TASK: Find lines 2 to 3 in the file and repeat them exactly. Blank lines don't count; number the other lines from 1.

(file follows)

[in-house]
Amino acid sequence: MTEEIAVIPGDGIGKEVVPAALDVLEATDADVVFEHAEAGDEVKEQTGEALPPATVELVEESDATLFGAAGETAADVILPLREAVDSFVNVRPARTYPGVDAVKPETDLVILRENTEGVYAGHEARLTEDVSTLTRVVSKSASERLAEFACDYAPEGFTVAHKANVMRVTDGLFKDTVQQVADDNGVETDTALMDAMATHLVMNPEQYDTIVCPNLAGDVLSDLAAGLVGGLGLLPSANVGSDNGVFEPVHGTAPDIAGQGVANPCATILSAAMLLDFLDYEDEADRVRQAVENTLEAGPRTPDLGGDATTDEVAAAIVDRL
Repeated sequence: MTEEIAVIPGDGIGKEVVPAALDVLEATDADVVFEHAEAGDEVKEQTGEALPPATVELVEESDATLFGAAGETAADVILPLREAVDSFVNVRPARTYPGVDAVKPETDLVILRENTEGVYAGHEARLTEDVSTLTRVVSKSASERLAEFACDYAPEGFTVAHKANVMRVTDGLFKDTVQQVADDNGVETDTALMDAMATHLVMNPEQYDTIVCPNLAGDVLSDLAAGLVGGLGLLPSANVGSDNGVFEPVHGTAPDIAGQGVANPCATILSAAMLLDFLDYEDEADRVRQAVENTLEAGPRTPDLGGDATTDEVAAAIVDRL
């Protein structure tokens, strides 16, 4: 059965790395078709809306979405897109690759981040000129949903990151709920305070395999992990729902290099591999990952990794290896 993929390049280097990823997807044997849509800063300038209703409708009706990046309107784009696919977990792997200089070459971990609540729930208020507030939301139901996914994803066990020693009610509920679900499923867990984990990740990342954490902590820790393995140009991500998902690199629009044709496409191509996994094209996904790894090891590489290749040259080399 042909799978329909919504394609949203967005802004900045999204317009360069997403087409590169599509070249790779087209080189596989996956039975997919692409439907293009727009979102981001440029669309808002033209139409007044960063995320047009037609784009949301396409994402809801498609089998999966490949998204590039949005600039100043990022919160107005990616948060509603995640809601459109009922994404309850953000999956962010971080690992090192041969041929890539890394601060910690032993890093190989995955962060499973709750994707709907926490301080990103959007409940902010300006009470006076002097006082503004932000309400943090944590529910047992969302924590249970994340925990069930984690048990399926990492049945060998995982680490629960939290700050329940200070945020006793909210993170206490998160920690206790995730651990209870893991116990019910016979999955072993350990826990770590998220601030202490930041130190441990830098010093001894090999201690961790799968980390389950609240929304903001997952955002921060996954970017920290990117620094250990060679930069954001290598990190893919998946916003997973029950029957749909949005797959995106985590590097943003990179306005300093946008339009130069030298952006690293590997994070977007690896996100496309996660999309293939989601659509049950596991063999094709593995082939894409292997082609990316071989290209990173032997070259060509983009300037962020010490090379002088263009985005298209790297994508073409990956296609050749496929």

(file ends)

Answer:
Amino acid sequence: MTEEIAVIPGDGIGKEVVPAALDVLEATDADVVFEHAEAGDEVKEQTGEALPPATVELVEESDATLFGAAGETAADVILPLREAVDSFVNVRPARTYPGVDAVKPETDLVILRENTEGVYAGHEARLTEDVSTLTRVVSKSASERLAEFACDYAPEGFTVAHKANVMRVTDGLFKDTVQQVADDNGVETDTALMDAMATHLVMNPEQYDTIVCPNLAGDVLSDLAAGLVGGLGLLPSANVGSDNGVFEPVHGTAPDIAGQGVANPCATILSAAMLLDFLDYEDEADRVRQAVENTLEAGPRTPDLGGDATTDEVAAAIVDRL
Repeated sequence: MTEEIAVIPGDGIGKEVVPAALDVLEATDADVVFEHAEAGDEVKEQTGEALPPATVELVEESDATLFGAAGETAADVILPLREAVDSFVNVRPARTYPGVDAVKPETDLVILRENTEGVYAGHEARLTEDVSTLTRVVSKSASERLAEFACDYAPEGFTVAHKANVMRVTDGLFKDTVQQVADDNGVETDTALMDAMATHLVMNPEQYDTIVCPNLAGDVLSDLAAGLVGGLGLLPSANVGSDNGVFEPVHGTAPDIAGQGVANPCATILSAAMLLDFLDYEDEADRVRQAVENTLEAGPRTPDLGGDATTDEVAAAIVDRL